A suit filed against the Arizona State Veterinary Medical Board challenges a requirement that animal massage therapists must be veterinarians.
The plaintiffs, including Celeste Kelly, filed suit in Maricopa County Superior Court. Kelly ran a successful equine massage therapy business until she reportedly stopped for fear of criminal implications. According to the complaint, in 2012 the horse masseuse first received a letter stating the Veterinary Investigations Division opened an investigation into allegations she was providing “veterinary services to the public in Arizona without a veterinary license.” It was followed by a Cease and Desist and additional letters through 2013.
Those who practice veterinary medicine, including massage therapy, without the proper vet license can face civil and criminal charges if they accept fees for their services. Failing to comply is punishable by up to $3,500 in fines and six months in jail.
Kelly massaged equine clients for ten years after receiving private certification from a school in Colorado.
The practice of veterinary medicine is defined in Arizona as:
Prescribes or administers any drug, medicine, treatment, method, or practice, performs any operation or manipulation, or applies any apparatus or appliance for the cure, amelioration, correction or modification of any animal condition, disease, deformity, defect, wound or injury for hire, fee, compensation or reward that is directly or indirectly promised, offered, expected, received or accepted.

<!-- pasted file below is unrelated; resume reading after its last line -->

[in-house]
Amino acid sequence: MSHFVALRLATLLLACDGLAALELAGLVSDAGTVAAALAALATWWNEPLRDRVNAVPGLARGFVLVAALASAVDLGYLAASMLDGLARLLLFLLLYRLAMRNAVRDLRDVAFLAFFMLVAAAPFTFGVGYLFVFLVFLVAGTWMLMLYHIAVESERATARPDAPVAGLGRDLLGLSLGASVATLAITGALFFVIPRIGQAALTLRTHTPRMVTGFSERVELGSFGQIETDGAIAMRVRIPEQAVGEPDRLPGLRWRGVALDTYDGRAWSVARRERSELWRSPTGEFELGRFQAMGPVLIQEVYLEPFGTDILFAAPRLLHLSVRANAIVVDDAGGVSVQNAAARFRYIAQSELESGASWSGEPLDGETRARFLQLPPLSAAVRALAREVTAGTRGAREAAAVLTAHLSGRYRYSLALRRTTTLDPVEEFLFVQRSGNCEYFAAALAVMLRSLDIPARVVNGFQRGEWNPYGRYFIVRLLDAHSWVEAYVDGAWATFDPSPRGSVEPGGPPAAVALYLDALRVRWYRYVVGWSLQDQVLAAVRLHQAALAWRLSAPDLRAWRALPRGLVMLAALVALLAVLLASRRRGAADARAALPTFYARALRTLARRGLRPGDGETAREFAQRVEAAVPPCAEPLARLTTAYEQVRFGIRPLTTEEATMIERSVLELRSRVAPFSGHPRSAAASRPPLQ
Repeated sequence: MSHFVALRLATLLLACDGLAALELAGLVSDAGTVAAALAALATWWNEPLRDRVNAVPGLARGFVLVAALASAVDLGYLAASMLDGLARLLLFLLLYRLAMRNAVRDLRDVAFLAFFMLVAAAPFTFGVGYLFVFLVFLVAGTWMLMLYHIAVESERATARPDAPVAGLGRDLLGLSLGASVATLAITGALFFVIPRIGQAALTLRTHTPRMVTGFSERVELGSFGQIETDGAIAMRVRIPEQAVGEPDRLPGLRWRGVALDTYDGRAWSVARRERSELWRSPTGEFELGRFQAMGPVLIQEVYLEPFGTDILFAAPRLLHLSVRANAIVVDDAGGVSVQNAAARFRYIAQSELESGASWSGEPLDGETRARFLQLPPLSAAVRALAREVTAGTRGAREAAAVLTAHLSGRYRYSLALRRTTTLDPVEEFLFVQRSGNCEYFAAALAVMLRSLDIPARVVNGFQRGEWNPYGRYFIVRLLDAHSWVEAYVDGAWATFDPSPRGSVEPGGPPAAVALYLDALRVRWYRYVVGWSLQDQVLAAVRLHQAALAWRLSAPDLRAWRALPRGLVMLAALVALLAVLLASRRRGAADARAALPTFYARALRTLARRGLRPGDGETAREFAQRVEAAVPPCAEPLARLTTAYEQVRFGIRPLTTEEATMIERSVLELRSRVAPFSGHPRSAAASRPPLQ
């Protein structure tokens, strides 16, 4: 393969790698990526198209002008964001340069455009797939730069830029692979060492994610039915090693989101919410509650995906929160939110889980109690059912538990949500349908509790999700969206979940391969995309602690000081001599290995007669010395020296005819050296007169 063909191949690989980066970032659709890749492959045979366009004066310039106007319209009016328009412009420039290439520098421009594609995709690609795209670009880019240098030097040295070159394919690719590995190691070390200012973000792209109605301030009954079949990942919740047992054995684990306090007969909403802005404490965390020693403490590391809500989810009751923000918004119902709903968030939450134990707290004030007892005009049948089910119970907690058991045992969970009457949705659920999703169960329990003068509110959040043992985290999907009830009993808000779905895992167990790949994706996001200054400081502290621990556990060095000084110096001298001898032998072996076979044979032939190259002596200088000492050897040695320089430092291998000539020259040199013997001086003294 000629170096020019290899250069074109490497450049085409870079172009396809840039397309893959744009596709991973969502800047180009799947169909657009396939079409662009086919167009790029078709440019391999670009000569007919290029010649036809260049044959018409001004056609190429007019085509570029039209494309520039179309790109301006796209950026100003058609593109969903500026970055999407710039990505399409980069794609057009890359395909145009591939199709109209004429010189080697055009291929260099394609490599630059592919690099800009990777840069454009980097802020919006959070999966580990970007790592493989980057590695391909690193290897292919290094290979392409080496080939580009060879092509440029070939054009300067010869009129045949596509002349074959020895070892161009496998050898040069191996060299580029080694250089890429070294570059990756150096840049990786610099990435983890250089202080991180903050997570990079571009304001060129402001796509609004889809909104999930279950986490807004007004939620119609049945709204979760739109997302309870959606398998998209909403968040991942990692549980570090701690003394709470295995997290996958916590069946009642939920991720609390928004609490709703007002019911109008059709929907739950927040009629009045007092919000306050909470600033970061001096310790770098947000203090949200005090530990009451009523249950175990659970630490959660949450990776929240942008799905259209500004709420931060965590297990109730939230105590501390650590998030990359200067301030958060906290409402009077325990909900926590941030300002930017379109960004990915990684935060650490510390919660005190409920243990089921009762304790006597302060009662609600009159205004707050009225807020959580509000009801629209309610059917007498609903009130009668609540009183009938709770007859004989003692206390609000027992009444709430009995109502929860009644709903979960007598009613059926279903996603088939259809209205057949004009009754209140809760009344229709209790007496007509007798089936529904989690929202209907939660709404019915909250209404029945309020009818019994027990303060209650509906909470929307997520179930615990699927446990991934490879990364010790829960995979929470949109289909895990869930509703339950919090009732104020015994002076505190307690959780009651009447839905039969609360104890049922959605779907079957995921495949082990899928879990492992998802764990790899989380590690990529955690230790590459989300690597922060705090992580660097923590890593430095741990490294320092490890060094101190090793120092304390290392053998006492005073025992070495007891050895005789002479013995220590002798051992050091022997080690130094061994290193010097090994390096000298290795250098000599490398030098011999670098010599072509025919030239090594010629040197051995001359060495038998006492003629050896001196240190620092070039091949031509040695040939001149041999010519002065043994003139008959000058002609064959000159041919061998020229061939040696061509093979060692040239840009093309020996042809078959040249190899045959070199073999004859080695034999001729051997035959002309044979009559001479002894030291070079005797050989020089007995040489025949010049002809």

Equine dentistry professionals are exempt from the state’s licensing requirements, according the suit.
The plaintiffs are asking the court to rule the administrative code as unconstitutional. The three women are represented by the Institute for Justice and are not seeking damages.
Five states including New York, Maine, and Massachusetts do not allow non-veterinarians to practice massage therapy on animals. Several other states only allow non-vets to provide the services if a veterinary is supervising.